How to Talk About Finances with your Partner

by Denai Wolfe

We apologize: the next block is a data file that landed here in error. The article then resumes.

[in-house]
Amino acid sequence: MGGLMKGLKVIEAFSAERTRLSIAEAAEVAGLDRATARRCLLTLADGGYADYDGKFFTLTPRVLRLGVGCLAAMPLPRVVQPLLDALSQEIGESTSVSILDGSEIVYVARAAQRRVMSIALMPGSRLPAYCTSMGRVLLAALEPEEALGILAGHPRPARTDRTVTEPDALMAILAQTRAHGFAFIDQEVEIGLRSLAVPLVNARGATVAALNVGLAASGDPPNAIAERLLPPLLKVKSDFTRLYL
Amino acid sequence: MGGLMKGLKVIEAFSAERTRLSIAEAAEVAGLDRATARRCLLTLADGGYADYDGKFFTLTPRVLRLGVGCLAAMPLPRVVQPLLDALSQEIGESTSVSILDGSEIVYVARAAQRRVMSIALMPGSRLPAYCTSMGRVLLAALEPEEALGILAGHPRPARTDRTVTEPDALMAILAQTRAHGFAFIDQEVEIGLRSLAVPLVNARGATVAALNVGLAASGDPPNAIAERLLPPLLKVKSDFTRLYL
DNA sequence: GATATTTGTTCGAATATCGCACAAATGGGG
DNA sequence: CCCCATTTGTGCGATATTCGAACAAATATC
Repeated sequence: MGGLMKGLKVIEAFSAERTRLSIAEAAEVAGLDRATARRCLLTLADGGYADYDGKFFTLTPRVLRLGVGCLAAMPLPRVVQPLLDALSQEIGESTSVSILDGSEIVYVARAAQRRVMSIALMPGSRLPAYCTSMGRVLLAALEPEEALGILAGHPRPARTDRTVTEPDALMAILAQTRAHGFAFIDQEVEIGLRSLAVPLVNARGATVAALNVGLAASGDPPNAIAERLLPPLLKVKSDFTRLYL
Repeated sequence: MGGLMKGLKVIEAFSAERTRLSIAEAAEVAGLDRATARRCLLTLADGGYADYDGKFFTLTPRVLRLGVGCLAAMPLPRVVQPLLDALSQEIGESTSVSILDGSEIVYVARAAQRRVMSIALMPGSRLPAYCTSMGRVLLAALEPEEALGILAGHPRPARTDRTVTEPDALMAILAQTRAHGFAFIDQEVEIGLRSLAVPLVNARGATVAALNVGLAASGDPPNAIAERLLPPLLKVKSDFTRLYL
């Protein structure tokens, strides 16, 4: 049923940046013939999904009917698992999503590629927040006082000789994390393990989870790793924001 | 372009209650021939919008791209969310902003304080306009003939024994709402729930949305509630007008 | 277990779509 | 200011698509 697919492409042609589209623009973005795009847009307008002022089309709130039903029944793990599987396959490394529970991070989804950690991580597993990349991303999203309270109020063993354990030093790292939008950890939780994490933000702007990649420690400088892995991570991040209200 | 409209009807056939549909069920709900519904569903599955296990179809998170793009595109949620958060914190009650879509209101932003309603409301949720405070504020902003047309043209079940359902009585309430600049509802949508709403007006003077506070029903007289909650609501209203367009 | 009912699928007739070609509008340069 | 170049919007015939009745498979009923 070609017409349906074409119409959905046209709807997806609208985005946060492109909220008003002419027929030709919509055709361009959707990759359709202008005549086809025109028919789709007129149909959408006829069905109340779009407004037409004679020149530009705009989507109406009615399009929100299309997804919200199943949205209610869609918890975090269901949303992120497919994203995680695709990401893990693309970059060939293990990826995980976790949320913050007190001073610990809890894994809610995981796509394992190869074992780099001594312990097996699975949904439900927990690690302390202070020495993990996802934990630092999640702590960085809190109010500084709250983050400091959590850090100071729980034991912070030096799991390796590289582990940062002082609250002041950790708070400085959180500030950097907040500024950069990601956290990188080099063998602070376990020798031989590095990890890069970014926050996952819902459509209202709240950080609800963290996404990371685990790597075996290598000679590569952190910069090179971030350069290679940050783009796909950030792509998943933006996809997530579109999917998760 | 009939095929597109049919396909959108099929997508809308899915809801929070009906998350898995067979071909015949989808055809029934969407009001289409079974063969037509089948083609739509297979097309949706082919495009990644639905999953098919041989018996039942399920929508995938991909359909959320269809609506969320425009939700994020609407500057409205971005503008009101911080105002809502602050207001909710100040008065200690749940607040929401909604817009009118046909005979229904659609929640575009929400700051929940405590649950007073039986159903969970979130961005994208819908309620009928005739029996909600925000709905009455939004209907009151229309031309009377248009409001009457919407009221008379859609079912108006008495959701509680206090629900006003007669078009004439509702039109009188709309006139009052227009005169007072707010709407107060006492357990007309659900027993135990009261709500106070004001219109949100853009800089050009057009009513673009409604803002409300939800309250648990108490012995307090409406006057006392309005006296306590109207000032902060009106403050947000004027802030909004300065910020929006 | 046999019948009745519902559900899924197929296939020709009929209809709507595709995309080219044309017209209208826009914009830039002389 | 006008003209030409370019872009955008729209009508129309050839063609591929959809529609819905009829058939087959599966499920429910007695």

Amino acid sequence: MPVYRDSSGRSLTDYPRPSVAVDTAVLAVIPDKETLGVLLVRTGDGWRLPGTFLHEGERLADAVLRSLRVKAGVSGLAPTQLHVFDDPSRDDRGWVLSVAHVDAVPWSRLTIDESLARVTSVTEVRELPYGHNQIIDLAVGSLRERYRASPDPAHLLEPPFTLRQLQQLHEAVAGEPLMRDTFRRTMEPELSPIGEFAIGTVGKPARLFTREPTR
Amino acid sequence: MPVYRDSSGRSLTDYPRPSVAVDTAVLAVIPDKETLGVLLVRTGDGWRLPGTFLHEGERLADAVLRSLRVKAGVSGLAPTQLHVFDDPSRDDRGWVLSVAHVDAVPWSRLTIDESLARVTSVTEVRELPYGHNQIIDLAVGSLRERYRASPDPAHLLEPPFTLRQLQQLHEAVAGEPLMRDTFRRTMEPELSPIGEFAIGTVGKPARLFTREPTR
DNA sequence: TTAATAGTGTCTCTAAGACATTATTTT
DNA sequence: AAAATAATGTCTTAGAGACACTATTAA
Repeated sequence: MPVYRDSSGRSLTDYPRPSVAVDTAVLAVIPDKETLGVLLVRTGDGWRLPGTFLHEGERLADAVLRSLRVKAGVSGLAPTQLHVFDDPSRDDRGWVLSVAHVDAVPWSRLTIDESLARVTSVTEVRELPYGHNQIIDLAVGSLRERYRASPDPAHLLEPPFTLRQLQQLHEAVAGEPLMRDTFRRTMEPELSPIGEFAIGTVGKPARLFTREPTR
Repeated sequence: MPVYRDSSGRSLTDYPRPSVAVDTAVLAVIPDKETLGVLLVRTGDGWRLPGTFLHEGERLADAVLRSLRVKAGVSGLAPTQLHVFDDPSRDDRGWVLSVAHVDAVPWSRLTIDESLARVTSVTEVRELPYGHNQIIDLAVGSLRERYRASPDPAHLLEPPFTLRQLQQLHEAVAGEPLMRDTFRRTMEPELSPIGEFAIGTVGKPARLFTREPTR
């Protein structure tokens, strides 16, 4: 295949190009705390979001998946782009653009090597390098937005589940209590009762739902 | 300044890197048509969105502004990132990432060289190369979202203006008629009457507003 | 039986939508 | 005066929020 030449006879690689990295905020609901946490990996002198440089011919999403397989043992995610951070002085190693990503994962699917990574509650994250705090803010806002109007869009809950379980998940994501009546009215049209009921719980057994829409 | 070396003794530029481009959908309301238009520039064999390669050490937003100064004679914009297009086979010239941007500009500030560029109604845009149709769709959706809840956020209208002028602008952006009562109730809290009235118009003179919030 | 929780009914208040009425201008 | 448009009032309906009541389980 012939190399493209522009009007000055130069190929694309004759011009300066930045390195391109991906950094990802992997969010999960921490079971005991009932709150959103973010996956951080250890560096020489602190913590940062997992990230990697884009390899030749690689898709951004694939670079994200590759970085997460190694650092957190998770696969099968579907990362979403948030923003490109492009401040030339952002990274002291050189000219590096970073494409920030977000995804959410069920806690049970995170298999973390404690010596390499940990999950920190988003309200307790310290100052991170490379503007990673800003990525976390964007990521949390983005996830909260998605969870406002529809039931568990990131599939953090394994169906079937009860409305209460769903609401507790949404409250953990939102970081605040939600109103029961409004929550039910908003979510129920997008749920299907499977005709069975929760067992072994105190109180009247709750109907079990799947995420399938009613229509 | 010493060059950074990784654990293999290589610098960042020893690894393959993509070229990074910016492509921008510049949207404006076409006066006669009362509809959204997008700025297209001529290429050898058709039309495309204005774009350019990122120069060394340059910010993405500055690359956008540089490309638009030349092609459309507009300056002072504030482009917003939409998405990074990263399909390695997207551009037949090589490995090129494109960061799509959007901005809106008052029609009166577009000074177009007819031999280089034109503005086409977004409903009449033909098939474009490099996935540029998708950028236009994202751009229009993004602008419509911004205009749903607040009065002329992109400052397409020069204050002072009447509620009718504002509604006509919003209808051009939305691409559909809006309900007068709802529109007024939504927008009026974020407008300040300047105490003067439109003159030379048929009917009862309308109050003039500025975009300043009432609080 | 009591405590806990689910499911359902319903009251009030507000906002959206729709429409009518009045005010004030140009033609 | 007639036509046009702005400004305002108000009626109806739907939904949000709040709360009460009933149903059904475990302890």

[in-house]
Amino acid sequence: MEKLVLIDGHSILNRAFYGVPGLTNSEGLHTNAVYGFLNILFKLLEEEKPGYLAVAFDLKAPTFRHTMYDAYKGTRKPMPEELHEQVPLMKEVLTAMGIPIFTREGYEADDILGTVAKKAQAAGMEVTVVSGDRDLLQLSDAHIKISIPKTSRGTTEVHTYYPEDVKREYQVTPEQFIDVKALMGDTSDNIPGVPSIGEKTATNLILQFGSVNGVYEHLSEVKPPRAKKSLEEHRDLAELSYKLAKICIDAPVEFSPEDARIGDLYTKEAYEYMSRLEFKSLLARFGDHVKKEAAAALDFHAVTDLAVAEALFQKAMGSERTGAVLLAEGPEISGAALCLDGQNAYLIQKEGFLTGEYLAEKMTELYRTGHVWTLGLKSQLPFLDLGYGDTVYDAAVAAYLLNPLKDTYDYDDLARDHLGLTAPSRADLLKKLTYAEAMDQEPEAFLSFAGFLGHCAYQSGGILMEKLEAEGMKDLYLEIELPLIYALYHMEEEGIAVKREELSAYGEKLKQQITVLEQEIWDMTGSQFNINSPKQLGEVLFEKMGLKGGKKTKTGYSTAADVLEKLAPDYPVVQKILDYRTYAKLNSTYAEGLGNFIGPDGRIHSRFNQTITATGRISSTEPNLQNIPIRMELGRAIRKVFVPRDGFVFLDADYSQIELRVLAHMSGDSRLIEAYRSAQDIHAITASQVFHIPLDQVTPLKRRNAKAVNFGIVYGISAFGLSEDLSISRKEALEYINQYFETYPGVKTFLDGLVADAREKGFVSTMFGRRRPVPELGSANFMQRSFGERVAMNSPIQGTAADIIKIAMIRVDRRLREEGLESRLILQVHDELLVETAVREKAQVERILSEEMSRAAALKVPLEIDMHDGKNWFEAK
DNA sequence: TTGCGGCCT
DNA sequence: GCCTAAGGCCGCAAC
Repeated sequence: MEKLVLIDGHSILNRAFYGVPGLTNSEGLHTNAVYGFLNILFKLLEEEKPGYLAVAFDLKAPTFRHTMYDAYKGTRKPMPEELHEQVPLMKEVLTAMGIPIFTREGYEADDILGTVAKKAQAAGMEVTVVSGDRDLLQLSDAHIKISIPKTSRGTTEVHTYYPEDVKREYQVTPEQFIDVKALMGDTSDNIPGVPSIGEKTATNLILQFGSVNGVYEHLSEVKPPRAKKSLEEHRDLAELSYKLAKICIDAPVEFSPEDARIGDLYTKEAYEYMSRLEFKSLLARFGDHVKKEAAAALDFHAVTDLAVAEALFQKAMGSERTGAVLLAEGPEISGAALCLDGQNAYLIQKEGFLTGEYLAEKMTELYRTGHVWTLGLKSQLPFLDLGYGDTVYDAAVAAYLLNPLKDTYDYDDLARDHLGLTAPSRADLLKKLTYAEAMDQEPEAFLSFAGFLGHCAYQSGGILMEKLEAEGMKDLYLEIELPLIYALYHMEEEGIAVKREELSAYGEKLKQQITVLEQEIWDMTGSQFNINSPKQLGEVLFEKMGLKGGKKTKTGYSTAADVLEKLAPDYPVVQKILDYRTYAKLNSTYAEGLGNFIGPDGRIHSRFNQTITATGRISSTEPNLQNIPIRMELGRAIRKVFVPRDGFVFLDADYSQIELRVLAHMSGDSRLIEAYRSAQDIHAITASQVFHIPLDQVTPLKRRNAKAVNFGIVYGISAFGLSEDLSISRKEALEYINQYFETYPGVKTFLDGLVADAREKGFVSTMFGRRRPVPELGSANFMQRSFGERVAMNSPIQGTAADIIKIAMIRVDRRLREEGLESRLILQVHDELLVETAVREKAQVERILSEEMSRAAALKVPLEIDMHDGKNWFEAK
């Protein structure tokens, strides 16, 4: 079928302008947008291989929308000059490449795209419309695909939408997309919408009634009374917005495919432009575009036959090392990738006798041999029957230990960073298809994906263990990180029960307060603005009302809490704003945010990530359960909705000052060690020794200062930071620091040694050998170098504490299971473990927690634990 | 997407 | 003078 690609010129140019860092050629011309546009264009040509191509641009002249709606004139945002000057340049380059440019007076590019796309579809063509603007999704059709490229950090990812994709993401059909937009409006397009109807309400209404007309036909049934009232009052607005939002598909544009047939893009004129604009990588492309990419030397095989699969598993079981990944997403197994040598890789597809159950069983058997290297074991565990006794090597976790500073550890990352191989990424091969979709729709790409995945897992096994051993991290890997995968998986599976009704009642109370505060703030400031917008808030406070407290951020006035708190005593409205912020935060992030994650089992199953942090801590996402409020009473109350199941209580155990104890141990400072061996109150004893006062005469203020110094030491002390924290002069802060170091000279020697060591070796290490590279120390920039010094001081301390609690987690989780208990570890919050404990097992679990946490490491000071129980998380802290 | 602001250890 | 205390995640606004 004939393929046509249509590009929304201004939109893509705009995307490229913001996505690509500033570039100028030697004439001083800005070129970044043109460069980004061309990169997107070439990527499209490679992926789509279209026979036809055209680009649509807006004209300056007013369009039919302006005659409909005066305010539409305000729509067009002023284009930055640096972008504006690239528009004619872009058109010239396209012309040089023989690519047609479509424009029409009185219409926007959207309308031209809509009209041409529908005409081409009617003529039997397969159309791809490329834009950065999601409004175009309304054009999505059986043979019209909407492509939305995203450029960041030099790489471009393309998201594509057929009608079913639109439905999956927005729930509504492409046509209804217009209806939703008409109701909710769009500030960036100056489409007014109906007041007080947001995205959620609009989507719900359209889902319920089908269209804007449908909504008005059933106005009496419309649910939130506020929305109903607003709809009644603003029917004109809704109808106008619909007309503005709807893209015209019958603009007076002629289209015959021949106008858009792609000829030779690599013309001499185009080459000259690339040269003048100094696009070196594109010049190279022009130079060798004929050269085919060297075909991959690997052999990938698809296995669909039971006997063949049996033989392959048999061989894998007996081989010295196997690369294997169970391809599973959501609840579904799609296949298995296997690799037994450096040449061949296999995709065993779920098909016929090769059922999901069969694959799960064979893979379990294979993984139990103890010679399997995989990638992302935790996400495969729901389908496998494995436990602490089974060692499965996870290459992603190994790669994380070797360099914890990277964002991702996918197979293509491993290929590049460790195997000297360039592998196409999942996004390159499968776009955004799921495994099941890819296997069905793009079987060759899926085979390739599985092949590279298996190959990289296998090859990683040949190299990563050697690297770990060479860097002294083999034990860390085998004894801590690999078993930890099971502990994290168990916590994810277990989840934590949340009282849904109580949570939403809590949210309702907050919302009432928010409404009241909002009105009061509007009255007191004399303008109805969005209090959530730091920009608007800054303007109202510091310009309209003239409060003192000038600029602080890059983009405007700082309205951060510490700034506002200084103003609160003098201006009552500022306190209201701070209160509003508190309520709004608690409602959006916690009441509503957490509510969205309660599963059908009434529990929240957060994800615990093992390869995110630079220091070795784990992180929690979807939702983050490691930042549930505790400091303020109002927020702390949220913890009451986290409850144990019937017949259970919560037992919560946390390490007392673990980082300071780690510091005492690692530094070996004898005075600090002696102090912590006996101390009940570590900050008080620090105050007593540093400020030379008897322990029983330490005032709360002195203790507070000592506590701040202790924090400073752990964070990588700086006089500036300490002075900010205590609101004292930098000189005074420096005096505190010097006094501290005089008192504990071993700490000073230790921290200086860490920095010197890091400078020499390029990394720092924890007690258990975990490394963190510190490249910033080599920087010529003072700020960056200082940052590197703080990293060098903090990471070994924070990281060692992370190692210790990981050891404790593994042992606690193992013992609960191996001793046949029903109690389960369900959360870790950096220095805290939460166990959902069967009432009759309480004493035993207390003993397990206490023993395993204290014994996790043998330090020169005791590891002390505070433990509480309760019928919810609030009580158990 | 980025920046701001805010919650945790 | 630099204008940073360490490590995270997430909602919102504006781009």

How to Talk about your Finances with your Partner  I’m sure you know that money can have a massive impact on a relationship. In fact, aside from infidelity, money is the main reason for separations.   I want to take some time away from discussions of profit and loss to talk about why it’s so important that you have regular financial conversations with your significant other.    My Business = My Baby  So often as an entrepreneur we see business as more than an income-generating project. It becomes something sacred and sacrosanct that we hold tightly and don’t want to share.  As female entrepreneurs especially, the goal is to be seen as a Strong Independent Woman. We answer to no one, and the idea of discussing our business finances with a partner gets us on the defensive.  Years ago, I read John Gray’s book Men are from Mars, Women are from Venus, and one of the points he makes struck me as so true:  Women love to talk through a problem Men love to solve a problem   When we start talking about the ins and outs of our business and finances with a partner, generally they’re going to see it as a problem with a solution to be found. It becomes a quest. But - we don’t necessarily want that.  So up comes our armor and we shut down the conversation. “I don’t need you to tell me how to run my business!”  This attitude needs to stop!   If you know his paycheck, he needs to know yours!  Just because you’re an entrepreneur and not on Uncle Sam’s payroll, that doesn’t exempt you from sharing your financial insights with your long-term partner.  When you’re an employee, you have a regular pay going into your account, you can book vacation time, and you can make future plans as a family. When your own a business, you don’t always have that security.  Are you in feast or famine? Is this a good money month or a bad one? Can you take time out, or do you need to stick around?   If you’re not keeping your long-term partner in the loop financially, they won’t know what’s driving your decisions and this is where communications start to break down.   I’m not suggesting you have to involve them in every aspect of your business as if they were a silent partner (unless they are!) I just mean that, out of respect for yourself and your partner, it’s only fair to keep them in the loop for informational purposes. If you’re looking to plan a family vacation, if you’re saving to buy a house - these decisions impact both of you, so your partner really needs to know how your business finances are going to affect them.   If you contribute to household bills but you need to make a large business investment that’s going to prevent you from contributing for one month - your partner has a right to know! Just as you’d want to know if their salary changes, they need to know how your business finances will affect your family.    Whatever your financial set up - one partner pays all the bills, you have a joint account and share everything equally, whatever - you need to be having regular money conversations to keep each other in the know.   Ego can get in the way A LOT when it comes to sharing our business finances with a partner, but if you’re building a life together then your worries and your joys need to be shared. I’ve experienced entrepreneurial poverty before (which you can read more about here) yet I didn’t hide my finances from my not-yet husband. I held my head up and told him when I’d received an eviction notice, or when I was having to cut into savings to meet payroll.   Finances can put a lot of strain on a relationship, but we survived because I got off my high horse and was transparent with him.    Your childhood impacts your money thoughts  How was money talked about as you were growing up? What’s your earliest memory of money?  Was money seen as a force for good or evil in your childhood home?  The way you were brought up around money can have a huge impact on the way you view it now - and the same goes for your significant other.  Asking them about their money upbringing can switch on a lightbulb that helps you to understand why your partner behaves the way they do - and it can make conversations about business finances so much easier.     What is happening financially impacts what happens personally  The solvency of your business dictates how much money you get to bring home each month, and that affects your partner. They have a right to be kept in the loop.  Sure, you need to set boundaries that you’re not after input (unless you want it)  and that you’re sharing for informational purposes only, but you need to be having regular money discussions as a couple.  Money makes the world go round, and marriage and relationships are hard enough without the added stress of financial disconnect with your partner. If you’re splitting bills, if you’re raising a family then you have a financial obligation to let your partner know what the heck is happening in your bank account.   The same way you hold money meetings with your team, you need to be doing so with your partner. You need to have a financial plan for your future, and without transparency that plan will never work.  They might even be able to help if you open up to it - after all, two heads are better than one!   If you want to watch my full training on how and why to have meaningful financial discussions with your partner, then you can watch the YouTube video.  In the meantime, get your copy of my free Profit Plan tool, work out where your business finances currently are, and sit down to have that important conversation.